The 31-year-old said this was the first time she did not participate in a general election since she registered at the age of 18.
Campaigning while it’s raining
For one candidate, campaigning didn’t end with Election Day voting.
Joe Drago, the Democratic candidate running for the 348 District Court of Tarrant County, spent hours outside the polling place at Paschal High School holding up a sign that said “Drago for Judge.”
Drago said he planned to stop at several different polling places to make a last minute push for his campaign.
Drago said he voted for Democrat Hillary Clinton for president because she is a known quantity.
“We know what we’re going to get with Hillary,” Drago said. “With Donald Trump, he’s such an unknown quantity that I’m not sure what we’re going to get.”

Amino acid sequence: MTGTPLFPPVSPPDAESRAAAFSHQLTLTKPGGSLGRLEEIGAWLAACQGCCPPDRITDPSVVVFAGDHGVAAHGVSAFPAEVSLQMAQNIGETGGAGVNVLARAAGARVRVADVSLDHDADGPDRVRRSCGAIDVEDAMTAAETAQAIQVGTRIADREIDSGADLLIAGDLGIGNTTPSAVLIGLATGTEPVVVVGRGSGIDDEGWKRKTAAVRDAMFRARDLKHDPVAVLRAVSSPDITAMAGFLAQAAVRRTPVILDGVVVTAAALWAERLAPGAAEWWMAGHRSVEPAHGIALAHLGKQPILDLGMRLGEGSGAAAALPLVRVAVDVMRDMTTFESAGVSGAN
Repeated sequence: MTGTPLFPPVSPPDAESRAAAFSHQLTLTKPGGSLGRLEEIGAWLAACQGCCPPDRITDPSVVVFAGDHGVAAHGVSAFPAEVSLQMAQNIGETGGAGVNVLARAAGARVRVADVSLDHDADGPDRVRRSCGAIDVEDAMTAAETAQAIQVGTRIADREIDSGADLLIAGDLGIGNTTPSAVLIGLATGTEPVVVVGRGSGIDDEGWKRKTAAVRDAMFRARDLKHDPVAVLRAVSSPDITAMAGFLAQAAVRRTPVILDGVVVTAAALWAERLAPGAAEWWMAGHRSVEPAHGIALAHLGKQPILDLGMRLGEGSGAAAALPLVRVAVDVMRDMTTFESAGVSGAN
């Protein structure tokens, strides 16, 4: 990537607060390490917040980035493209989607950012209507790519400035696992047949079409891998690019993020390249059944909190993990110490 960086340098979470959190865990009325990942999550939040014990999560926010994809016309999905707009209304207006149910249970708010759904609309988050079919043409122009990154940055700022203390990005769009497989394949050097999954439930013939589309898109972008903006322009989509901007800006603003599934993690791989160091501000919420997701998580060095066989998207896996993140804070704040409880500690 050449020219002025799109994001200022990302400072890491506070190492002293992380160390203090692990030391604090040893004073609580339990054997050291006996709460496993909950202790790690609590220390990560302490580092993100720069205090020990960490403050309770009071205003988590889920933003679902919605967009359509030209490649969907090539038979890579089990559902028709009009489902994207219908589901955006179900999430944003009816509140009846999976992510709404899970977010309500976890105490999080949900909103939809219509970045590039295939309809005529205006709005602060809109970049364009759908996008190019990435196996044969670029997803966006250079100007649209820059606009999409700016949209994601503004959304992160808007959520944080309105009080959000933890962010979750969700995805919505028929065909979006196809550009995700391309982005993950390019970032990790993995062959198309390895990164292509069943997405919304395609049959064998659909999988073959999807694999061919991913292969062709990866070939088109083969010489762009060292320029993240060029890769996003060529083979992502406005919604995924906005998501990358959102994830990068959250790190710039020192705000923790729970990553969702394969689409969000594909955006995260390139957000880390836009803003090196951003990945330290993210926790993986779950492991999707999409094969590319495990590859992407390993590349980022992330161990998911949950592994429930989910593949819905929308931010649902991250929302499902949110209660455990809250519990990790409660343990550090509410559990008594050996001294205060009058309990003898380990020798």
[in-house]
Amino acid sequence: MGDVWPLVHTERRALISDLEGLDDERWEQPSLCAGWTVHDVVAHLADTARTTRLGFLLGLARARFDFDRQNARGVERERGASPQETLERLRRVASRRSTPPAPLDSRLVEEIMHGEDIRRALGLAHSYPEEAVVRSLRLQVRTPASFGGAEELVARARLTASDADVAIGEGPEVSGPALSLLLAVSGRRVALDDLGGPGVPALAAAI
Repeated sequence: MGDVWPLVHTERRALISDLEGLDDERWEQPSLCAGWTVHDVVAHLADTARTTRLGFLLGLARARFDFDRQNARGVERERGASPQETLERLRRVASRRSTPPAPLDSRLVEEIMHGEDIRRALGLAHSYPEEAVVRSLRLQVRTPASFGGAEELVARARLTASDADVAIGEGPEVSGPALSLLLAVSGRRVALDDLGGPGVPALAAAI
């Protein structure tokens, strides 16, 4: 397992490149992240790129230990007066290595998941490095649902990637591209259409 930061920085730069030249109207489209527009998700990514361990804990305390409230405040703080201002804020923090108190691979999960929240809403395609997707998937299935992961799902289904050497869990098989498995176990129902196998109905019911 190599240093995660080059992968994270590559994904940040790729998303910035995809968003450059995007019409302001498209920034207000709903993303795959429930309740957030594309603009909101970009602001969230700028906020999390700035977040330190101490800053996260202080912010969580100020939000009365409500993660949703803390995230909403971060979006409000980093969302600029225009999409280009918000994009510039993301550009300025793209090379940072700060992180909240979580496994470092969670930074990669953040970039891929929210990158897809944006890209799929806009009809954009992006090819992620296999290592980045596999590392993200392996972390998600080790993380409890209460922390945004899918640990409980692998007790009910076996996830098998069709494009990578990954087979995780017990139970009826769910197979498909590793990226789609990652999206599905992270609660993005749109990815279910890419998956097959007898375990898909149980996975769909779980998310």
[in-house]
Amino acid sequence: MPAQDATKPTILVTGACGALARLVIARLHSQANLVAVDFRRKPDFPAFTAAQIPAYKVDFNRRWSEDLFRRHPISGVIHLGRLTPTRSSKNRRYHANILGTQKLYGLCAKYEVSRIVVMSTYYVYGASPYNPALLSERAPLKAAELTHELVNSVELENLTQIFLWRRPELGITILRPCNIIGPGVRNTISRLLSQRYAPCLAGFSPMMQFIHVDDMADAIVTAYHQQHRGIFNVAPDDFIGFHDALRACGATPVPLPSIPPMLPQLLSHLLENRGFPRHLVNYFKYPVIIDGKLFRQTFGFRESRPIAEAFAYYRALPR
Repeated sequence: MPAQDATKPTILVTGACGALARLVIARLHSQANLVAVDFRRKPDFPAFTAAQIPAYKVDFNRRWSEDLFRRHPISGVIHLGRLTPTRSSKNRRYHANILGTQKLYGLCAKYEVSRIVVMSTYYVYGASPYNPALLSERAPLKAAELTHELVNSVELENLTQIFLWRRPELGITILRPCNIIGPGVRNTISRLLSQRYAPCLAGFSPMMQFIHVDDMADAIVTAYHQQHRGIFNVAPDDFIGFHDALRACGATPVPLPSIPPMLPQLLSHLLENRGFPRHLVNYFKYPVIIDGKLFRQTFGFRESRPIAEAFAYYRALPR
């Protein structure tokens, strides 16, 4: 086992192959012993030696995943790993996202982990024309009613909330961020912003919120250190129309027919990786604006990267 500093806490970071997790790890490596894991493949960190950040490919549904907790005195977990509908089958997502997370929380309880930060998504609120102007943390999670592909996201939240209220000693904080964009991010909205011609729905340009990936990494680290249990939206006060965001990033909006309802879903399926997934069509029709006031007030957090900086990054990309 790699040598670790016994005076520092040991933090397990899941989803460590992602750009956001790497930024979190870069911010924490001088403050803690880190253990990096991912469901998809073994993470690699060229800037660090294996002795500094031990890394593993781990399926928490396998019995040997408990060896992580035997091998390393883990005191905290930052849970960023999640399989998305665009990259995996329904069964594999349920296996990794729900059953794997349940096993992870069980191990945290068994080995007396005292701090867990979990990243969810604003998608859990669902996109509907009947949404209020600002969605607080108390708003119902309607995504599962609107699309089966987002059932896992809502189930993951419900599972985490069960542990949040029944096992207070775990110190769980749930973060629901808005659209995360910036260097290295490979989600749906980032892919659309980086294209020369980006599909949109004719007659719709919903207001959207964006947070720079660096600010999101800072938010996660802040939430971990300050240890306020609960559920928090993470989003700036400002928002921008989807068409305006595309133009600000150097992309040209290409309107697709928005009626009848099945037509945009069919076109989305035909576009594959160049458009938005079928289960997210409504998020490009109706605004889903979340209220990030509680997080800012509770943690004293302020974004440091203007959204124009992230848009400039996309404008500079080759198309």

Drago said it has been a crazy election from the start, but the voter turnout has been really strong.
“However many votes are cast for president are going to be the same number of votes that are cast in our race, so it will be well over probably 600,000 votes,” Drago said. “When you think about it, that’s just phenomenal!”
Quiet scene at Trinity Chapel
Sarah Jane Grisham
As the rain slowed to a drizzle during the lunch hour, the parking lot of Trinity Chapel remained relatively sparse.
No lines formed or groups of voters gathered outside the church, one of the many Tarrant County polling sites. And those bleak faces who did partake walked back to their cars still uncertain.
Voters were not confident in democratic party nominee Hillary Clinton or republican party nominee Donald Trump.
“My biggest issue is with getting rid of career politicians,” said 48-year-old sales manager Charles Gibbs. “And the republican nominee was just not a valid leader.”
Gibbs said he voted for Libertarian party nominee Gary Johnson.
This story will be updated as the day goes on.